The following is a quote from

Surely you’re joking, Mr. Feynman. The question is: are there any interesting theorems that you think would be a good example to tell Richard Feynman, as an answer to his challenge? Theorems should be totally counter-intuitive, and be easily translatable to everyday language. (Apparently the Banach-Tarski paradox was not a good example.)Then I got an idea. I challenged

them: “I bet there isn’t a single

theorem that you can tell me – what

the assumptions are and what the

theorem is in terms I can understand –

where I can’t tell you right away

whether it’s true or false.”It often went like this: They would

explain to me, “You’ve got an orange,

OK? Now you cut the orange into a

finite number of pieces, put it back

together, and it’s as big as the sun.

True or false?”“No holes.”

“Impossible!

“Ha! Everybody gather around! It’s

So-and-so’s theorem of immeasurable

measure!”Just when they think they’ve got

me, I remind them, “But you said an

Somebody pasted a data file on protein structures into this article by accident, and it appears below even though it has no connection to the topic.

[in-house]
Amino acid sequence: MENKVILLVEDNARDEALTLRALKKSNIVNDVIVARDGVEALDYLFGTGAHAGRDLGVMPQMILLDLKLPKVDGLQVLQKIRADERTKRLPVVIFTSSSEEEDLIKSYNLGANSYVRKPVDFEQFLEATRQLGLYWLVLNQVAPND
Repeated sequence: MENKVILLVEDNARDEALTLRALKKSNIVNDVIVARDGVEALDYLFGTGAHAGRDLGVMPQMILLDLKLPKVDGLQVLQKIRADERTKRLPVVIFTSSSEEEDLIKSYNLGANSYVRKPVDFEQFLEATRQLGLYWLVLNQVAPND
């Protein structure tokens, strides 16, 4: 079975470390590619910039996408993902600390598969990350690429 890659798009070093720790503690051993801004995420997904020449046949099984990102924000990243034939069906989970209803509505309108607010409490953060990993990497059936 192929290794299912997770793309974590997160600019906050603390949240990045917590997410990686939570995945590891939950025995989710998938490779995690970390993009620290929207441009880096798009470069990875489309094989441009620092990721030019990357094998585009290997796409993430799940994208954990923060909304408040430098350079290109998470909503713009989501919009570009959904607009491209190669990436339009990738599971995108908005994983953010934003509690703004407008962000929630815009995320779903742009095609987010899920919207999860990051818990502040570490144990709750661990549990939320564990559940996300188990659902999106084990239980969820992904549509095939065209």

orange! You can’t cut the orange peel

any thinner than the atoms.”“But we have the condition of

continuity: We can keep on cutting!”“No, you said an orange, so I

assumed that you meant a real orange.”So I always won. If I guessed it

right, great. If I guessed it wrong,

there was always something I could

find in their simplification that they

left out.

**Answer**

Every simple closed curve that you can draw by hand will pass through the corners of some square. The question was asked by Toeplitz in 1911, and has only been partially answered in 1989 by Stromquist. As of now, the answer is only known to be positive, for the curves that can be drawn by hand. (i.e. the curves that are piecewise the graph of a continuous function)

I find the result beyond my intuition.

For details, see http://www.webpages.uidaho.edu/~markn/squares/ (the figure is also borrowed from this site)

**Attribution***Source : Link , Question Author : Community , Answer Author : Community*